Caregiving responsibilities for someone at home may include:
- Providing companionship and emotional support
- Helping with household tasks
- Handling bills and/or insurance claims
- Assisting with personal care (dressing, toileting, hygiene, eating, walking, transferring)
- Performing nursing procedures at home
- Administering multiple medications
- Identifying and coordinating services
- Hiring and supervising direct care workers
- Arranging and providing transportation
- Communicating with health care professionals
- Serving as an advocate at medical appointments and/or hospitalizations
- Initiating difficult conversations about care needs, such as giving up driving
- Coordinating care during transitions, such as from the hospital to home
If you are involved in caregiving for a loved one, take this self-assessment to monitor the emotional and physical distress you may experience:
Caregiver Self- Assessment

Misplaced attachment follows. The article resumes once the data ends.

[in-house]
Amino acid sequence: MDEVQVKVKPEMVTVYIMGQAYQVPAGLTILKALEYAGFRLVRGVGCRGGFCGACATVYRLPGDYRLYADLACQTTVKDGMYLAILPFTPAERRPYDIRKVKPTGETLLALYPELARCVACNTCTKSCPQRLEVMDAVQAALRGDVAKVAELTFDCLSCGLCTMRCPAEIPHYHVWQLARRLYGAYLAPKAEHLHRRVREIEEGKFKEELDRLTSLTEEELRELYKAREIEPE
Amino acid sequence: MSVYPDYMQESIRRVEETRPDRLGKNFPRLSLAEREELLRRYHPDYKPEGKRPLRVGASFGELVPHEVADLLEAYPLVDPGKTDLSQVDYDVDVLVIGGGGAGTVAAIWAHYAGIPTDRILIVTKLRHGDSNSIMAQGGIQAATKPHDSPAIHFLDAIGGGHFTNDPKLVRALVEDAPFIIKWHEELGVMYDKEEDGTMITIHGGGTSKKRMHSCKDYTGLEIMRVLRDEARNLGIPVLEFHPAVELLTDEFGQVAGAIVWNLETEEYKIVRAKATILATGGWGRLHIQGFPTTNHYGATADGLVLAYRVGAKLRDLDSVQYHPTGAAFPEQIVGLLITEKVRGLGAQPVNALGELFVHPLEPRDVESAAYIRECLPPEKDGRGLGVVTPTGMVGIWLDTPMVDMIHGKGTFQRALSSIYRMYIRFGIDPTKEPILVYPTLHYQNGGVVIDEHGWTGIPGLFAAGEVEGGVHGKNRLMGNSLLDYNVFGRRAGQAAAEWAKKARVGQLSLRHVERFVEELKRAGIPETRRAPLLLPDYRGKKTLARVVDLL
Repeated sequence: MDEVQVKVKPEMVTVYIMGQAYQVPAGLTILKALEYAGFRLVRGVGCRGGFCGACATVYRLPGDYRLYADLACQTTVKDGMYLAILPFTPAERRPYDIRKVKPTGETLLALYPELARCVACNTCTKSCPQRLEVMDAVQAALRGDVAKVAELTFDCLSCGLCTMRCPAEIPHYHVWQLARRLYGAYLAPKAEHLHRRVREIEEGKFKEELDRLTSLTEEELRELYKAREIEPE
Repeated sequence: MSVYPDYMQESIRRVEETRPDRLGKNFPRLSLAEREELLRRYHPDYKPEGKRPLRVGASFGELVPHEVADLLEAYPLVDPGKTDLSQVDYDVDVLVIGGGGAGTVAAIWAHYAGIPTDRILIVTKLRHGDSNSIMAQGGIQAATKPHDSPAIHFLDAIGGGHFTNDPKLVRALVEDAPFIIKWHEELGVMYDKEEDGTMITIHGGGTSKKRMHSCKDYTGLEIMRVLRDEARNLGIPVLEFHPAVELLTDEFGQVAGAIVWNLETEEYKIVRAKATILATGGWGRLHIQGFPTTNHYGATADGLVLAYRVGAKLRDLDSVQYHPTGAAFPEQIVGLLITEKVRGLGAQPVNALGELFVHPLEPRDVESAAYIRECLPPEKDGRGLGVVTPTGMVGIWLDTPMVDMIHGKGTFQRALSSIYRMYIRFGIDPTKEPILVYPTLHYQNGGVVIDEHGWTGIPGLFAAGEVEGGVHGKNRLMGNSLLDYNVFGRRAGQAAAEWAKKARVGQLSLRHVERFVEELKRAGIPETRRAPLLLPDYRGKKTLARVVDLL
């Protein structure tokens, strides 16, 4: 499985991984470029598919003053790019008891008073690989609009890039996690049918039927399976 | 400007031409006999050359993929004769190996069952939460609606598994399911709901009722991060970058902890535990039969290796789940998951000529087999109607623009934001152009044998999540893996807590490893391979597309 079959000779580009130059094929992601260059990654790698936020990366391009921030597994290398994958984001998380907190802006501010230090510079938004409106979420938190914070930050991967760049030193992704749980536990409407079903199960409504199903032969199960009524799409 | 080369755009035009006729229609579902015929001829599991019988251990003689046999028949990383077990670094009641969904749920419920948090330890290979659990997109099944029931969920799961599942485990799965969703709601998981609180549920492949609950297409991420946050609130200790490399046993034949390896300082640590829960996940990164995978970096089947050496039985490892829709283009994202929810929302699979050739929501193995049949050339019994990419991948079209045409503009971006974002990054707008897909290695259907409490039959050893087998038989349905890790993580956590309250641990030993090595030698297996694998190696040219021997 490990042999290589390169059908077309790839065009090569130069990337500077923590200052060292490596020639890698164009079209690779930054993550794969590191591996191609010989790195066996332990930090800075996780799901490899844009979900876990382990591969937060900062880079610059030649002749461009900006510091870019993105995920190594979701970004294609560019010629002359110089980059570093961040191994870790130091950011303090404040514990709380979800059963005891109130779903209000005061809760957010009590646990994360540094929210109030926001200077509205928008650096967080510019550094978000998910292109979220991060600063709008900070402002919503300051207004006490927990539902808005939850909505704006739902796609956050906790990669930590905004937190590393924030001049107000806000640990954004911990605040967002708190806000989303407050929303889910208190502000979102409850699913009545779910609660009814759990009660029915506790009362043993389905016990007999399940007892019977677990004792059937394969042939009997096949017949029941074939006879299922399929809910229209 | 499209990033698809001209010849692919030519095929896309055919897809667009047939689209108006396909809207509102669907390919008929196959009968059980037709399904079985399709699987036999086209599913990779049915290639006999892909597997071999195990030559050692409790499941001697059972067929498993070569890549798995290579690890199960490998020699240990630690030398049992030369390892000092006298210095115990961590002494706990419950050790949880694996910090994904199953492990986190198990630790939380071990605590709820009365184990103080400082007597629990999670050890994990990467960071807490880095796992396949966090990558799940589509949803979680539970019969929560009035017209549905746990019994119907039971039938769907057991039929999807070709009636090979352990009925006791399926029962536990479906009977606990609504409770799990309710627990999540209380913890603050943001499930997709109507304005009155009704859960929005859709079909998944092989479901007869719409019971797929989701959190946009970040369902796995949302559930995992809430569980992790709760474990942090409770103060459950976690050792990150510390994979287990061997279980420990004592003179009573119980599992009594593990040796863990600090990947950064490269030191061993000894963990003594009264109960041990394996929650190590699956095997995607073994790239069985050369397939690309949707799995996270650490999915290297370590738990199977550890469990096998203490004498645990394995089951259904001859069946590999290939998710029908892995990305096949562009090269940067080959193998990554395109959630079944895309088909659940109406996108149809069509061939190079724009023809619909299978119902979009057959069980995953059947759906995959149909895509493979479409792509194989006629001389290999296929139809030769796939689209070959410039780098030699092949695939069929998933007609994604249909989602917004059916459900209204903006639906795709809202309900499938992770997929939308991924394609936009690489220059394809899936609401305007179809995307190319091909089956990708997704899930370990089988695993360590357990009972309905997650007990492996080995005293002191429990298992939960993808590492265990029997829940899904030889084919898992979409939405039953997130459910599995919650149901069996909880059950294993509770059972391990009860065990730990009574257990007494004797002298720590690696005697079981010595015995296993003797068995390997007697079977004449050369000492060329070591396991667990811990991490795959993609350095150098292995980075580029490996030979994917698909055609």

- I see that my loved one is getting older and needing more help with activities of daily living.
- I worry when I know that my loved one is alone.
- I feel overwhelmed when I think about what my loved one needs.
- I feel strained between my work and family responsibilities.
- I feel useful and needed.
- I’ve been edgy, irritable or lonely.
- I’ve had difficulty making decisions.
- I’m embarrassed about my loved one’s condition and behavior.
- Caring for my loved one affects my relationship with other family members and friends in a negative way.
- I don’t have enough money to take care of my loved one in addition to my other financial responsibilities.
- I feel burdened by my loved one.
- I feel guilt because I feel burdened.
If you have answered yes to 4 or more of these questions, you may want to talk with a professional with experience in working with the elderly and their families. It is important to monitor how much emotional and physical distress you experience in caring for your loved one. You may need to consider additional help if your elderly loved one’s needs are not being met, if you are not able to attend to your personal and professional responsibilities, or if you are experiencing overwhelming distress.